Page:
10Percent for Jesus (Brazilian Edition)[CD]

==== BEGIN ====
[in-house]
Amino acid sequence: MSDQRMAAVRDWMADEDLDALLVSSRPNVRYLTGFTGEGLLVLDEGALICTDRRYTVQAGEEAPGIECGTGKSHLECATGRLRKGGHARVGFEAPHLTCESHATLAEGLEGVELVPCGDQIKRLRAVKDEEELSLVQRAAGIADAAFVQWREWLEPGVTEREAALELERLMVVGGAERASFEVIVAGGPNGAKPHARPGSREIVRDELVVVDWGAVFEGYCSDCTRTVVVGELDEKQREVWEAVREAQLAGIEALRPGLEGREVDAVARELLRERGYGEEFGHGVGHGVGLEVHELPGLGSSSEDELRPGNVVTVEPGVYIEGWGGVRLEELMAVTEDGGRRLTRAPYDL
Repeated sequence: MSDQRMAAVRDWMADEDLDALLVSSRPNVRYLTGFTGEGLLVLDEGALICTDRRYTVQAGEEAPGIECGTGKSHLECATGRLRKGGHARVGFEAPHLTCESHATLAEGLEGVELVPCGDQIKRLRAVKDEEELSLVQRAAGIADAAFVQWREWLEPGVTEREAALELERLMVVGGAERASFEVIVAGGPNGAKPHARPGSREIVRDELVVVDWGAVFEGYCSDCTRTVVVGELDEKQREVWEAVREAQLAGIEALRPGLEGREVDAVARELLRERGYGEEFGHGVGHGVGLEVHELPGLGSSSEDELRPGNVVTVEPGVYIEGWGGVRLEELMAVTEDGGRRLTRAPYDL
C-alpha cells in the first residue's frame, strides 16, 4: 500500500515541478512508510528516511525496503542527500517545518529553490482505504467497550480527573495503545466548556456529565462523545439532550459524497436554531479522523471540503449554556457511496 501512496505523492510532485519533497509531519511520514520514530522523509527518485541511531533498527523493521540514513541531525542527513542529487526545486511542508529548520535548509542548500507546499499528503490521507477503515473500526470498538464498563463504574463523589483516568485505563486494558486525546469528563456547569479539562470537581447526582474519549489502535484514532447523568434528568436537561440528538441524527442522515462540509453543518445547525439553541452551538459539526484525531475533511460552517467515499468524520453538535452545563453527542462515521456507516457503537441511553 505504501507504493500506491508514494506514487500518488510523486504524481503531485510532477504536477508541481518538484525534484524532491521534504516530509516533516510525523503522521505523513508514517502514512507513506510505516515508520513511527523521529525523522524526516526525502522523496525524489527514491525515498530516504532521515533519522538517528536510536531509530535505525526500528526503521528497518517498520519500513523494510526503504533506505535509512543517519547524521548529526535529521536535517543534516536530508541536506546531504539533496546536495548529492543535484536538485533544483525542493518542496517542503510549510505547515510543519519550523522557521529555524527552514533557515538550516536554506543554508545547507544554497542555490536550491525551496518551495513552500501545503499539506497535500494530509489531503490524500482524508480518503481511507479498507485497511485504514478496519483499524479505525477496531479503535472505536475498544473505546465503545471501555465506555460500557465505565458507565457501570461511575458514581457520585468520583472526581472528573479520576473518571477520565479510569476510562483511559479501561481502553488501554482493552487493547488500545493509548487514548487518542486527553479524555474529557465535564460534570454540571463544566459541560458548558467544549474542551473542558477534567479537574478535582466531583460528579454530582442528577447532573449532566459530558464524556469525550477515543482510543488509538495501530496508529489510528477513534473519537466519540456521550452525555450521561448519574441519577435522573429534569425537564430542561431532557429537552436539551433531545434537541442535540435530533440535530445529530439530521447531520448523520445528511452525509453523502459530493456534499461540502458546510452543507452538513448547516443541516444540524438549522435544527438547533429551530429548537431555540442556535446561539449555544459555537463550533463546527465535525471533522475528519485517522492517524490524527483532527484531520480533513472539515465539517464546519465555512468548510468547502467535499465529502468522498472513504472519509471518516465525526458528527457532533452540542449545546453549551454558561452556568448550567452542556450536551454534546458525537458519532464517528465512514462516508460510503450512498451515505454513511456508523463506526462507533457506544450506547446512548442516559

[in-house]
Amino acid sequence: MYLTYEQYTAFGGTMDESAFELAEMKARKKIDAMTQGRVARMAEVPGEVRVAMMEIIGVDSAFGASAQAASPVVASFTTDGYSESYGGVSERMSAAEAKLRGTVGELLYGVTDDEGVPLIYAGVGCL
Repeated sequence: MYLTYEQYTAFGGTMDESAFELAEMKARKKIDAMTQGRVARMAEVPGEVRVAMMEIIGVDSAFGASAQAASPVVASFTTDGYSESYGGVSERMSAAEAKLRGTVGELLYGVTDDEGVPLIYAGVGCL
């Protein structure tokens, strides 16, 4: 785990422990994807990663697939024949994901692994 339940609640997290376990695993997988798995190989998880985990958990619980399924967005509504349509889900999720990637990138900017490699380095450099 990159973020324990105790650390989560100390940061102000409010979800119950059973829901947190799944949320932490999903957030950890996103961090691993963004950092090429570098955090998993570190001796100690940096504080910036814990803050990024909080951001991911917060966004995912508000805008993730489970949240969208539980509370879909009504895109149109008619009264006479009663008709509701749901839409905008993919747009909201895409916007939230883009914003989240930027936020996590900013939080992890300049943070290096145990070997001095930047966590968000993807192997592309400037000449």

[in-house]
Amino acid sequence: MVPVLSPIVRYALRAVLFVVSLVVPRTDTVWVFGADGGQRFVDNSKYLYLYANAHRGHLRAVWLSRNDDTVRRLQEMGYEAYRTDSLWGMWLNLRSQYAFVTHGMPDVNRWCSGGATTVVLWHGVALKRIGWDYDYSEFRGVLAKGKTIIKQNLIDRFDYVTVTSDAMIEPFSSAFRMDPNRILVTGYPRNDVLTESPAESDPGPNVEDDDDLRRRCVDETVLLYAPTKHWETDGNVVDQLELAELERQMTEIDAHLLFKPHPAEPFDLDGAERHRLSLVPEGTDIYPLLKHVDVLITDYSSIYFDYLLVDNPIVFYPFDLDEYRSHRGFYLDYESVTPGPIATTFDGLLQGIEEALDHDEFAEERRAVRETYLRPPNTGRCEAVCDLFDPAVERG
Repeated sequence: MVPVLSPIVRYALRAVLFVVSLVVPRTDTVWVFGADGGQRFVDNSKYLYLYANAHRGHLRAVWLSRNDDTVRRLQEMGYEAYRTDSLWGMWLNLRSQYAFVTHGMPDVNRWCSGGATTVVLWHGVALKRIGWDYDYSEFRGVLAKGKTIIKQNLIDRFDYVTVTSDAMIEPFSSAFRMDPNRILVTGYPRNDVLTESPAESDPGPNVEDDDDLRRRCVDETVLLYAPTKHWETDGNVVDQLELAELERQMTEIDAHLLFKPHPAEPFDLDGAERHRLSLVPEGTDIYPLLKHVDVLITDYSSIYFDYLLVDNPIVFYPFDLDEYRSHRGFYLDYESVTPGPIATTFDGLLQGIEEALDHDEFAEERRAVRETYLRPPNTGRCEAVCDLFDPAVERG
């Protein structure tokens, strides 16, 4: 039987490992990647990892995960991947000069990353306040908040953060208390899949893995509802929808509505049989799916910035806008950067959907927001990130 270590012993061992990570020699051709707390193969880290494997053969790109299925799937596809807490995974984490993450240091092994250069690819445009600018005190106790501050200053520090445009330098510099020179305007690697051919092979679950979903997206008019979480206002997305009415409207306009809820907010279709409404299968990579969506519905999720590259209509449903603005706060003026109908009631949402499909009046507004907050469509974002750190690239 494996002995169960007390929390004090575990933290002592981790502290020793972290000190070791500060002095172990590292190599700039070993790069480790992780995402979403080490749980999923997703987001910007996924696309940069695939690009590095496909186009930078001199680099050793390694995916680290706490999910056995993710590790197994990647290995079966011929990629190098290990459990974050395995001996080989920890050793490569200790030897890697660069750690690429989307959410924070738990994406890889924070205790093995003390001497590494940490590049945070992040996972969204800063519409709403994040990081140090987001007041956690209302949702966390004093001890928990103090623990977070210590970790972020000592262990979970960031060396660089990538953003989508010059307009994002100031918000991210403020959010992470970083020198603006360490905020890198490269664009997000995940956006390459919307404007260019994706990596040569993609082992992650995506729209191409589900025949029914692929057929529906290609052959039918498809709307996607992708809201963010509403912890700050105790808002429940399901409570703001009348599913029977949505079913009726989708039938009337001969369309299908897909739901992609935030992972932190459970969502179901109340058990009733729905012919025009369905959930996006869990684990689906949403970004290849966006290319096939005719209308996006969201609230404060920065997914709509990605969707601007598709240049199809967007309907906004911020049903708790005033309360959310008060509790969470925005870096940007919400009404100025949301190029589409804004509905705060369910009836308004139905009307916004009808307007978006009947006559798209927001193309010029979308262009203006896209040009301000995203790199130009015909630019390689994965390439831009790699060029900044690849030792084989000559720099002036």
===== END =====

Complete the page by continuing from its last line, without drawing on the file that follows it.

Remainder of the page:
South-America's most intense and dark messangers of raving industrial-Macumba, the Pecadores return with Brand New album '10% For Jesus' (Brazilian edition) with remixes of Siva Six, Morgue, Truppenterror and StrangerAngels and one new song with the Brazilian act A Industrya. Brazil is a country of stark contrasts: The awe-inspiring tropic green lung of the planet on the one hand and the stinking Favelas and urban sprawls of the major cities. Wealth and bitter poverty exist side by side. Traditional mysticism and Christian bigotry. The carnival and drug related murder. Influenced by these indivisible contrasts the Pecadores create their raving industrial-Macumba. Macumba is as old as Voodoo itself and is performed mainly by the indigenous and poor part of the people as a magical, spiritual sacrifice and ritual for the dead. But "10% for Jesus' goes even further. Especially the poorest of the people are being forced into salvation by lurking Christian soul-catchers and neoevangelicalism. Thus it is no wonder how this sect is spreading like wildfire. Using the money of the poorest, they build giant palaces and live in unimaginable riches and luxury. Dark Messenger, Apostle Niwt, Sister Mege and Brother Vlad try to use their martial Macumba rituals featured on their first album to take a stand against this betraying new believe system. This may well be the reason why concerts of this extraordinary band quickly turn into happenings. The Macumba rituals celebrated on stage are well known to most Brazilians and enable the band to regularly put their audience into trance and ecstasy, to become one with the band. The blend of sinister Portuguese vocals teamed with industrial rhythms and Brazilian samba drums invite the listener to go on an intense journey into a dirty but very real world full of archaic rituals that can quickly become addictive. Discography & VideoClip: The first single "Macumbaria" was released in February 2006, bringing 4 unreleased tracks. "Macumbaria" videoclip was recorded in march/2006 with production by Victor Hugo Borges (He worked with Zé do Caixão / aka Coffin Joe).
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